Tuesday, August 24, 2010

Tips for Easing Back Pain

Approximately 80% of the population will experience back pain at some point in their lives. Thankfully, there are a number of easy-to-incorporate lifestyle changes and treatments that can help prevent or mitigate your back pain. The following is a quick list that will help your back pain and prevent future symptoms.

Standard treatments

The following treatments are widely accepted as being the most effective for back pain management and relief.
  • If currently experiencing back pain, take an over-the-counter anti-inflammatory medicine to reduce swelling that can aggravate back pain.

  • Stay as active as you can. Only take bed rest if explicitly advised by a doctor. Weak, tight or inactive muscles are more susceptible to strains.

  • If you must sit at a computer most of the day, be sure to sit with feet flat on the floor. Depending on the type of back pain you suffer, lumbar supports and footrests may also help in alleviating symptoms. Also, when you sit at a desk for long periods of time, be sure to get up and move around once every hour.

  • Physical therapy can help manage pain through a series of muscle strengthening and aerobic exercises.

  • If you must stand for long periods of time, be sure to regularly shift your weight.

  • Don’t sit on a large billfold for extended periods of time.

  • Eat right and exercise. Many instances of back pain are correlated to excess belly fat. That extra weight means more strain on your back muscles. A few lifestyle changes will help reduce your waistline and your back pain symptoms. Focus on strengthening your core and back muscles. Choose lower impact aerobic activities like cycling or swimming.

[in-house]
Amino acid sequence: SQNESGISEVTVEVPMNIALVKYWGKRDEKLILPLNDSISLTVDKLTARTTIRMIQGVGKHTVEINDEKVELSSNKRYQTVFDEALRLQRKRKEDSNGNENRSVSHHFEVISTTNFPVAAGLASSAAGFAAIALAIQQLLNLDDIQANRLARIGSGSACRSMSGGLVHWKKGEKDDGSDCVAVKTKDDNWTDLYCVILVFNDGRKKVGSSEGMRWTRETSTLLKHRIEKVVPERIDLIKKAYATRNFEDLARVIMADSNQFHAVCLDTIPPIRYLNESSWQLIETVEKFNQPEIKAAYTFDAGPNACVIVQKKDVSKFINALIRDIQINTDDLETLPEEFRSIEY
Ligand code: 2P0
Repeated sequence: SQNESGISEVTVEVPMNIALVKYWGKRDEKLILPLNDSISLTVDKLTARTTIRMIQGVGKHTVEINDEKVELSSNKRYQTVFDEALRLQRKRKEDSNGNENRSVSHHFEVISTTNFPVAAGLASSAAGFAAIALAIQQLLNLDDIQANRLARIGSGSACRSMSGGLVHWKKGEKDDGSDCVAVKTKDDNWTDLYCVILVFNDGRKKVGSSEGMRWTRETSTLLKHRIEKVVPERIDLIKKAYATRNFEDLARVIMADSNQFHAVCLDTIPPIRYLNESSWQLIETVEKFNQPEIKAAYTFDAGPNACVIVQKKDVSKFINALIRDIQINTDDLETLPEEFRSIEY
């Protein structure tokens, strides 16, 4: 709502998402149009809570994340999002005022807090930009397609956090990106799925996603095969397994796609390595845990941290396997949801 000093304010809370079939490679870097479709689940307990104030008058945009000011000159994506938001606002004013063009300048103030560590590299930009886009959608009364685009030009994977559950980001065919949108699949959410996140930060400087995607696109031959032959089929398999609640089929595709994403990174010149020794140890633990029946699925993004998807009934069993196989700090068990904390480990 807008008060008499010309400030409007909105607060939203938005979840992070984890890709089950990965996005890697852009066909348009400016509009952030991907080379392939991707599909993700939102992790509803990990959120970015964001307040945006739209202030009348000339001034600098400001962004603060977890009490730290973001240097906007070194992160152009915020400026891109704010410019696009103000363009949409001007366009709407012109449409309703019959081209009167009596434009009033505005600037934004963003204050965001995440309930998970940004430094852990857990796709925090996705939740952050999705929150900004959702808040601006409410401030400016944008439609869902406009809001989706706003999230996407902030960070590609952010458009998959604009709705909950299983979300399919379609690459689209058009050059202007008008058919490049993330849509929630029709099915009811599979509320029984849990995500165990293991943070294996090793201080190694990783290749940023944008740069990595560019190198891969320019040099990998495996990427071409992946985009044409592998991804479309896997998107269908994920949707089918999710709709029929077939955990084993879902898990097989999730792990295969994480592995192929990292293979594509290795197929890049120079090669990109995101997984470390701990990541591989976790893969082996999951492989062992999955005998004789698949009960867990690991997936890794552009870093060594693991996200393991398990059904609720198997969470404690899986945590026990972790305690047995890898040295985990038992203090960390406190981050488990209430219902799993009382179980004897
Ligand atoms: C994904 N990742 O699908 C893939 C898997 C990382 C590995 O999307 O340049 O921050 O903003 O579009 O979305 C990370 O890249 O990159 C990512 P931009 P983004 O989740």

• Your mom was right - bend from the knees, not your back when lifting heavy objects.

  • Regular massage can help to release toxins and loosen tight muscles.

  • If back pain persists over a 6 week period, you need to visit your primary care physician to develop a treatment plan.

  • If you experience moving pain traveling down your legs (aka sciatica) or notable weakness in your legs, you should contact your primary care physician right away.

  • If you experience problems associated with your bowel or bladder function while experiencing back pain, you should contact your primary care physician right away.

  • Even with herniated disks, very rarely does back pain require surgery. However, if your condition does require surgery, techniques are becoming less evasive and there are a number of effective back braces that will certainly aid in a quick recovery.

Alternative Treatments

There are a few interesting alternative therapies that may enhance your standard treatments.
  • Some alternative health practitioners recommend special anti-inflammatory diets and supplementation. A food allergy test may identify foods that are contributing to muscle inflammation. Supplements such as omega-3-fatty acids are also known to reduce inflammation.

  • If stress is contributing to your symptoms, herbal medications such as St John’s Wart and Kava naturally aid in relaxation.